Hamburg stays on pointe

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An American choreographer brings universal appeal to the classical art form of ballet, and enriches the German city’s lively cultural scene.

Despite its popular musical theatre productions and an active indie music culture, foreign visitors may not think of Hamburg as a dance capital. To many locals, however, its ballet company is a source of pride. Since 1973 the Hamburg Ballet has been led by an American director who defines the character of the company and is known for his ability to convey relatable emotions through movement.

An American import

Originally from Milwaukee, Neumeier led the Frankfurt Ballet before moving to Hamburg. In 1978 he founded the Ballet School of the Hamburg Ballet, which today trains a vast majority of company members. He has collaborated with numerous companies, including The Royal Ballet in London, the American Ballet Theatre in New York and the Finnish National Ballet.

Neumeier has a flair for drama; he doesn’t shy away from adapting literary works like The Seagull, The Odyssey or A Streetcar Named Desire into movement, often depicting them as character journeys that teeter between reality and terrifying illusion. “He makes unfashionably big ballets that tell stories on an operatic scale,” dance critic Jennifer Dunning wrote in The New York Times in 2007.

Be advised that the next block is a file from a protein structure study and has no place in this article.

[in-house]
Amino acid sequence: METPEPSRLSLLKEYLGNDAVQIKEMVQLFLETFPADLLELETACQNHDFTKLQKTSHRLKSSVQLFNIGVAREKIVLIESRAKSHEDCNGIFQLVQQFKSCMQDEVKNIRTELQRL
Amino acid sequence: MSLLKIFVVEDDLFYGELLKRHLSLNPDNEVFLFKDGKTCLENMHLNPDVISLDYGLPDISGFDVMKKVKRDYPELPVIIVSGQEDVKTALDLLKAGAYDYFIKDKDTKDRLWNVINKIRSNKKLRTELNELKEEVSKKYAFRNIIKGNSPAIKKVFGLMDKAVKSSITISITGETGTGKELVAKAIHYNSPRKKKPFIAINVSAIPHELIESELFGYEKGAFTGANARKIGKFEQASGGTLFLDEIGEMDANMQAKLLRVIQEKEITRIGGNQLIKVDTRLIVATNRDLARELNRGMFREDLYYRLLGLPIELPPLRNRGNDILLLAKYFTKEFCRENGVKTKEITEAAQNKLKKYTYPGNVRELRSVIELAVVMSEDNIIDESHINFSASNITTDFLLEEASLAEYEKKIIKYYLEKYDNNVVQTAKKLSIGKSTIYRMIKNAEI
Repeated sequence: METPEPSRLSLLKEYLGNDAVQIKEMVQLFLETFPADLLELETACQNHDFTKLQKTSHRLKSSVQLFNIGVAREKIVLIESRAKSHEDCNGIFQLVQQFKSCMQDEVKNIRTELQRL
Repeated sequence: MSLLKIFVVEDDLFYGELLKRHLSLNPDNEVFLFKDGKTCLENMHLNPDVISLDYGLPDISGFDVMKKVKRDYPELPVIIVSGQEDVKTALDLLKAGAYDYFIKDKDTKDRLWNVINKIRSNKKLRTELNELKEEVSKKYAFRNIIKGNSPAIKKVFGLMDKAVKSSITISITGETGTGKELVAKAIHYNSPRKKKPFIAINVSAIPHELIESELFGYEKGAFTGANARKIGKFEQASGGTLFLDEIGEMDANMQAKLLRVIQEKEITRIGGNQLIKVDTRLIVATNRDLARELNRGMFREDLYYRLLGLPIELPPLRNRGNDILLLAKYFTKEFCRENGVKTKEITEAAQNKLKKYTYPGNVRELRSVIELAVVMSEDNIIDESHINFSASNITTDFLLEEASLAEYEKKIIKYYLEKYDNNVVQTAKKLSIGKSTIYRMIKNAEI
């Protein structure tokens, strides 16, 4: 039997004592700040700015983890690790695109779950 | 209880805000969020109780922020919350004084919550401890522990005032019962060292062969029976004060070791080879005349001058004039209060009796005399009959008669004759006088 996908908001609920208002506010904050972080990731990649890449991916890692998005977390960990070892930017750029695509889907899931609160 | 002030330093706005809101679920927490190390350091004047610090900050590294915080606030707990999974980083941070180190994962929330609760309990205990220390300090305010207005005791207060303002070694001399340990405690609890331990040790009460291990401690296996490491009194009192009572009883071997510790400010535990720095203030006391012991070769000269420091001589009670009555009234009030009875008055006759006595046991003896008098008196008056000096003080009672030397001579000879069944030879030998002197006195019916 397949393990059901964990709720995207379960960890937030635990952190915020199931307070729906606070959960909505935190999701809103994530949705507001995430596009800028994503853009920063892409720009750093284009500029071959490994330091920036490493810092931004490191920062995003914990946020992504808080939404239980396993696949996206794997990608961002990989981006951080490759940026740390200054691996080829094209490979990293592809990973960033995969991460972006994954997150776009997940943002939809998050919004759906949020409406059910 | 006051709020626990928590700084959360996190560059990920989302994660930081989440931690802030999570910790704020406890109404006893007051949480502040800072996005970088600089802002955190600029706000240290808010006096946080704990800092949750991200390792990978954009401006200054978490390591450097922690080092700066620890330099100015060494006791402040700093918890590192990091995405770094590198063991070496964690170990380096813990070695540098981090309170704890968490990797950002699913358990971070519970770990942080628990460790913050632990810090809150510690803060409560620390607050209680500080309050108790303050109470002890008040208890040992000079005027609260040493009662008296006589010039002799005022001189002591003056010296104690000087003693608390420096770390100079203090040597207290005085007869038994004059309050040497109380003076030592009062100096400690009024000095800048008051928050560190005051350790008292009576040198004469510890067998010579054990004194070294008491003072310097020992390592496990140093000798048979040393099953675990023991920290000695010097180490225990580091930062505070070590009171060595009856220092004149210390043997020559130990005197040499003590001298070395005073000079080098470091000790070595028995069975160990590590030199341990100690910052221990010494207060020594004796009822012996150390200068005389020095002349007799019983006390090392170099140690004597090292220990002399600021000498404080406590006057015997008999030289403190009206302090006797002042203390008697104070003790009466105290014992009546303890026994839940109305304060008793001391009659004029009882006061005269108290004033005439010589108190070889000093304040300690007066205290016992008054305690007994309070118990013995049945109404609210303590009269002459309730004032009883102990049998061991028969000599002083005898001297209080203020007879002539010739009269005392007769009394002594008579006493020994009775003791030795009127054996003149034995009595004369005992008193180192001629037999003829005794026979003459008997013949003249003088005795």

“In a Neumeier ballet, you can express things in a very honest way, in a way that people can understand even if they never saw ballet before,” says principal dancer Carolina Agüero.

Singular sensation

Inside the Ballet School, groups of toned teenagers leap and spin across the floor, displaying purposeful smiles. The majority of the student body is international, arriving from Asia, North America and Europe at as young as ten years old. Students and company members rehearse under the same roof, and a handful of graduates are selected into the ensemble yearly.

“They all want to make it,” says teacher Christian Schön. “Neumeier looks for personalities, not just one type. That’s what’s special about the company.”

One of the main theses of Neumeier’s philosophy is his desire to involve dancers in the creative process. He requires advanced students to study choreography, and holds a yearly showcase of student works. Neumeier is also a dance historian, and folk dance, dance history, modern dance and contemporary dance are required subjects for students.

His devotion certainly resonates – Hamburg Ballet’s performances are usually sold out.

“There’s a huge community in Hamburg that loves the ballet, and people have their personal favourite dancers,” said Carsten Lüdemann, Hamburg’s state secretary of foreign affairs, at last year’s season-concluding ballet gala. “It unites the city.”


Text and photo by Laura Palotie
A version of this article was previously published in Finnair´s Blue Wings magazine (October 2010).

 

Published August 19, 2011

Category: Local features

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